By John V. Berry, www.berrylegal.com
This article provides the most common reasons that a security clearance might be denied. The information, taken from January 1, 2016 to the present, comes from Department of Defense (DOD), Defense Office Of Hearings and Appeals (DOHA) decisions. These are available online. Keep in mind that reported DOHA decisions generally cover clearance appeals from DOD contractor employees, but the information provides a good insight into the most common reasons for having a security clearance problem arise. There are several reasons why security clearances can be potentially denied, which generally fall under 13 separate categories known as the Adjudicative Guidelines.
Top Disqualifying Security Concerns
These potential disqualifying security concerns fall under:
(1) Guideline A: Allegiance to the United States
(2) Guideline B: Foreign Influence
(3) Guideline C: Foreign Preference
(4) Guideline D: Sexual Behavior
(5) Guideline E: Personal Conduct
(6) Guideline F: Financial Considerations
(7) Guideline G: Alcohol Consumption
(8) Guideline H: Drug Involvement
(9) Guideline I: Psychological Conditions
(10) Guideline J: Criminal Conduct
(11) Guideline K: Handling Protected Information
(12) Guideline L: Outside Activities
(13) Guideline M: Use of Information Technology Systems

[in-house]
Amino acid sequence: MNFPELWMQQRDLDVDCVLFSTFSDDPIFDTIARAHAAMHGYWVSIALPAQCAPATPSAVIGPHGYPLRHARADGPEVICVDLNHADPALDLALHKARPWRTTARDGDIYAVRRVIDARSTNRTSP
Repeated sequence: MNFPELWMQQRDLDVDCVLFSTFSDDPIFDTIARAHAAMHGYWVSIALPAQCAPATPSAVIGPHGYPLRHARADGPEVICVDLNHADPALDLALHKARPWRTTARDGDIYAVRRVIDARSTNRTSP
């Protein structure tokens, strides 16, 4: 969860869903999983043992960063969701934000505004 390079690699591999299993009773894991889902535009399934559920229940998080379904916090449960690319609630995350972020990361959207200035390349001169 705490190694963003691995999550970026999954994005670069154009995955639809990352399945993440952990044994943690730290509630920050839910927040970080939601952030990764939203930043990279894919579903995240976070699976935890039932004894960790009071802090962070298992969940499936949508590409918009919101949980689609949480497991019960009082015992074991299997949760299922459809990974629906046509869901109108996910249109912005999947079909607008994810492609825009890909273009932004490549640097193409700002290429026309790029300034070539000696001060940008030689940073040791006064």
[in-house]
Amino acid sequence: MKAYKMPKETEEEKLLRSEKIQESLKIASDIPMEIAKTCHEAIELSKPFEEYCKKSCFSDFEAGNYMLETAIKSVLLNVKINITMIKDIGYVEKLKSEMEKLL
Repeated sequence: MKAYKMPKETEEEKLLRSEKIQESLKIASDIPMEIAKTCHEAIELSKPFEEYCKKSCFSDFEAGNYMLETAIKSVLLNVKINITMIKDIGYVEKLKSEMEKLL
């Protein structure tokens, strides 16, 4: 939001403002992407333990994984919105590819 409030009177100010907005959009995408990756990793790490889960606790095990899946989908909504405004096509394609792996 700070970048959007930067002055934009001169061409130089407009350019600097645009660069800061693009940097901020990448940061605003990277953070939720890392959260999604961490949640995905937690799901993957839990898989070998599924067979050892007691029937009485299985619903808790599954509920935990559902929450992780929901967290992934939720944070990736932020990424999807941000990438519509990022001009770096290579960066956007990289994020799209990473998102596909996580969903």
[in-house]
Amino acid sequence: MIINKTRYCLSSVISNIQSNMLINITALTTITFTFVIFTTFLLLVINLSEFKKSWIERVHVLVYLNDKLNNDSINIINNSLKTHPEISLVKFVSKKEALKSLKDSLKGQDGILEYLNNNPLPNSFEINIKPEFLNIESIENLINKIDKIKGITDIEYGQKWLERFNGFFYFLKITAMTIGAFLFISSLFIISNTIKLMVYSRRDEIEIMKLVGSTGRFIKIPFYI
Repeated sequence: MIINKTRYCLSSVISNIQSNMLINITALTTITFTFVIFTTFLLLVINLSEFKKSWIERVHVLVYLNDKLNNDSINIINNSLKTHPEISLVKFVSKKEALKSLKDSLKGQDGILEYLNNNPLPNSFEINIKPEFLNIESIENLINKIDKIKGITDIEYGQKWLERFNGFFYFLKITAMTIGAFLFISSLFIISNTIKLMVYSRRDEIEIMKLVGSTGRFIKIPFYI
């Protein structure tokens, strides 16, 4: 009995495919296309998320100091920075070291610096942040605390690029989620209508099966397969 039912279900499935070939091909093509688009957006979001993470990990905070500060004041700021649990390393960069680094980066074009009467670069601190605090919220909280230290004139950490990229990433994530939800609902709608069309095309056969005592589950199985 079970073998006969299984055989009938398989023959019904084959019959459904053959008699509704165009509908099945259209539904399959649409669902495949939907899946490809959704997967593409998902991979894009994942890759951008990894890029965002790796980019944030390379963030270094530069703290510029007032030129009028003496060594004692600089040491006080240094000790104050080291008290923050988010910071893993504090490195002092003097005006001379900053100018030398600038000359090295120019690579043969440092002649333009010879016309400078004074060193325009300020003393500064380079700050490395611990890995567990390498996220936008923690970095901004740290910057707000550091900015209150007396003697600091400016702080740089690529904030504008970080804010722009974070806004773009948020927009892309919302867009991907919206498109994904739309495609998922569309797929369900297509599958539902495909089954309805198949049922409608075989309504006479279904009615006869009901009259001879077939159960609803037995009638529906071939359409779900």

For 2016, of the 42 DOHA reported security clearance decisions so far, the most common reason for the potential denial of a security clearance involved individuals having trouble under Guideline F, Financial Considerations. Financial Consideration issues usually arise when an applicant for a security clearance gets into trouble for having too many debts, delinquent debts, faces bankruptcy, has a problematic credit report or tax liens. The second most common security concern involved personal conduct issues under Guideline E, Personal Conduct which involves a broad range of types of misconduct, such as information regarding an individual’s past employment, an arrest, domestic incident, untruthfulness on security clearance forms, or basically any other type of general wrongdoing, criminal or otherwise.
The next most common issue was drug abuse, falling under Guideline H, Drug Involvement. Drug abuse is considered to be the illegal use of a drug or use of a legal drug in a manner that deviates from approved medical direction (e.g. overuse of prescription pain medication). The statistics for the year, to date, follow, showing the numbers of cases involving specific security clearance issues:
1. Financial Considerations: 32
2. Personal Conduct: 11
3. Drug Involvement: 6
4. Criminal Issues: 2
5. Foreign Influence: 1
Typically, there has been more variety in the issues under review for security clearance cases. However, after looking at recent statistics, there appears to be a strong emphasis right now on security clearance denials based on financial troubles that clearance holders or applicants face.
When an individual is engaged in the security clearance hearing or personal appearance process, it is important to have legal representation. Our law firm represents individuals in the security clearance process. We can be contacted at www.berrylegal.com or by telephone at (703) 668-0070. Our Facebook page is located at Berry & Berry PLLC Facebook Page.